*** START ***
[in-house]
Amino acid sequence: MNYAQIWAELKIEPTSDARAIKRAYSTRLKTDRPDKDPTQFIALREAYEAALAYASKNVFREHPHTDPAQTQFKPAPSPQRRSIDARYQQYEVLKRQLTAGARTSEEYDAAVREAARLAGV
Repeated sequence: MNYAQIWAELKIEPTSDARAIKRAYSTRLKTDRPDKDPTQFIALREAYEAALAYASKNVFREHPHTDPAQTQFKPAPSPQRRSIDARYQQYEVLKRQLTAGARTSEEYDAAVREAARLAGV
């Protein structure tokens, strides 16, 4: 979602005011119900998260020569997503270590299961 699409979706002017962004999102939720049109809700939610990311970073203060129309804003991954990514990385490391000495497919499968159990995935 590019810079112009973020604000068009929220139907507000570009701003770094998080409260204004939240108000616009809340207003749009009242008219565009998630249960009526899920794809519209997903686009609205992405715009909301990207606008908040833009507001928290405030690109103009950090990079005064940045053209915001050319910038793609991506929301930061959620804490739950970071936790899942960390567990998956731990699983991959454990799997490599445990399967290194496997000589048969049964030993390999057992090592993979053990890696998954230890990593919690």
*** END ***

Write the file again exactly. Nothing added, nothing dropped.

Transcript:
[in-house]
Amino acid sequence: MNYAQIWAELKIEPTSDARAIKRAYSTRLKTDRPDKDPTQFIALREAYEAALAYASKNVFREHPHTDPAQTQFKPAPSPQRRSIDARYQQYEVLKRQLTAGARTSEEYDAAVREAARLAGV
Repeated sequence: MNYAQIWAELKIEPTSDARAIKRAYSTRLKTDRPDKDPTQFIALREAYEAALAYASKNVFREHPHTDPAQTQFKPAPSPQRRSIDARYQQYEVLKRQLTAGARTSEEYDAAVREAARLAGV
């Protein structure tokens, strides 16, 4: 979602005011119900998260020569997503270590299961 699409979706002017962004999102939720049109809700939610990311970073203060129309804003991954990514990385490391000495497919499968159990995935 590019810079112009973020604000068009929220139907507000570009701003770094998080409260204004939240108000616009809340207003749009009242008219565009998630249960009526899920794809519209997903686009609205992405715009909301990207606008908040833009507001928290405030690109103009950090990079005064940045053209915001050319910038793609991506929301930061959620804490739950970071936790899942960390567990998956731990699983991959454990799997490599445990399967290194496997000589048969049964030993390999057992090592993979053990890696998954230890990593919690």